Veronica Veronese, 1872
In Rossetti's Veronica Veronese, the domestic interior serves a purpose, highlighting the process of absorption in interior thought that is central to the scene. The female figure, a pale red-haired beauty of the Rossettian type, sits at a desk upon which a book of music lies open. The woman fingers a violin's bow and strings absently, while staring dreamily into space. Behind her, a caged bird perches in a cage and sings. The domestic space that surrounds the figure is severely truncated - her little desk is pushed against one wall in front of her, and the bird cage creates another limit just behind her. A third wall draped with heavy-looking patterned fabric greatly reduces the depth of the room.
This claustrophobic domestic space resembles an extension of the woman's clothing. The figure wears an opulent dress of green velvet, the folds of which echo the drapery on the wall behind her. The colors of the wall and the garment are remarkably similar, heightening this effect. It seems Rossetti wishes to connect the figure and her surroundings, subtly implying the room is actually a part of the woman. This technique aids in the creation of a feeling of interiority. The walls and the woman are one. Nothing external to the female figure intrudes upon this private space, which is a prime setting for introspection and personal contemplation.
From Victorian Web
Lady Lilith, 1868
Lilith, whose character originates in Assyrian mythology, recurs in Judaic literature as the first wife of Adam. She is associated with the seduction of men and the murder of children. The depiction of women as powerful and evil temptresses was prevalent in nineteenth-century painting, particularly in that of the Pre-Raphaelites.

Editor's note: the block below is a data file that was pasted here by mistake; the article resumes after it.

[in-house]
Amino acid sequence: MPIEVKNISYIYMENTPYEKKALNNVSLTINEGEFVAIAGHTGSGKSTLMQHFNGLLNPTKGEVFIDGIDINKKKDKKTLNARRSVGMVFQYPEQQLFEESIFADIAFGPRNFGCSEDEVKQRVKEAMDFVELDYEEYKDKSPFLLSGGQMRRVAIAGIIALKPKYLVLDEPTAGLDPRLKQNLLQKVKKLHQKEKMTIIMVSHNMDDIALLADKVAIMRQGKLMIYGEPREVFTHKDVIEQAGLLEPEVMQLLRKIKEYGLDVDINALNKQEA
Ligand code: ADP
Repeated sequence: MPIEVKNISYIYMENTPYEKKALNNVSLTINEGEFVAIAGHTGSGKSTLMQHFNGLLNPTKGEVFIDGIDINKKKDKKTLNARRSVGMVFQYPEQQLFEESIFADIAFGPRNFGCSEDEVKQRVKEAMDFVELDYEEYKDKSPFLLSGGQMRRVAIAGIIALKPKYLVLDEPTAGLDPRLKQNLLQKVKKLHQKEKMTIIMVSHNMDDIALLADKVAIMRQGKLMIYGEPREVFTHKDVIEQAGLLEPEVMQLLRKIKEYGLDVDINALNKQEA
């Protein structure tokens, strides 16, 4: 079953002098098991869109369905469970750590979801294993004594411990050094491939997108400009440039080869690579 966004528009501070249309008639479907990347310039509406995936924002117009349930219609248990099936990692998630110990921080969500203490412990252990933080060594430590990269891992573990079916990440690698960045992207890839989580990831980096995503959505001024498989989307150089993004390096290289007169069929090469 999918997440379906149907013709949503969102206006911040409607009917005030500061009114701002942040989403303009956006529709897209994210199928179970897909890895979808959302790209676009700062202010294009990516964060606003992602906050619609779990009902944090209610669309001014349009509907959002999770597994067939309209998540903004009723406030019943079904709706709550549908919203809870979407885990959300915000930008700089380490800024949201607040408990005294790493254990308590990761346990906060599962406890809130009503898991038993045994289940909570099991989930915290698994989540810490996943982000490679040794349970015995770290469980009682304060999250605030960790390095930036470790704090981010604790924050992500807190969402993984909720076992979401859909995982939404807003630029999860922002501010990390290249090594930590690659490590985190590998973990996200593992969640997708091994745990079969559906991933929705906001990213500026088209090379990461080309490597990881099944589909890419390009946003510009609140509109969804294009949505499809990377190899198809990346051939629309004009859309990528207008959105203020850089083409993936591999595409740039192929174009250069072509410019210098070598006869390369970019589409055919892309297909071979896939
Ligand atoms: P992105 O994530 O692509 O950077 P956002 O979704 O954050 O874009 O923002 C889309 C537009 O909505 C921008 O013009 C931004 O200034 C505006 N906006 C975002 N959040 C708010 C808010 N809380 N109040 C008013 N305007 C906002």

Rossetti wrote a poem, which is inscribed on the frame, to accompany this work:
Of Adam's first wife, Lilith, it is told
(The witch he loved before the gift of Eve),
That, ere the snake's, n'er sweet tongue could deceive,
And her enchanted hair was the first gold.
And still she sits, young while the earth is old,
And subtly of herself contemplative,
Draws men to watch the bright net she can weave.
Till heart and body and life are in its hold.
Rossetti depicts Lilith as an iconic, Amazon-like woman with long, flowing hair. She idles listlessly in a richly decorated interior, dreamily admiring her reflection in a mirror. Her languid demeanor is reiterated by the poppy-the flower associated with opium-induced slumber-in the lower right corner.
Though Rossetti originally based the woman's image on his mistress, Fanny Cornforth, he later repainted it with the more classical features of Alexa Wilding, one of his favored models at the time. Rosetti's watercolor replica of this painting, in the collection of the Metropolitan Museum of Art in New York, retains the more sensual features of the original model.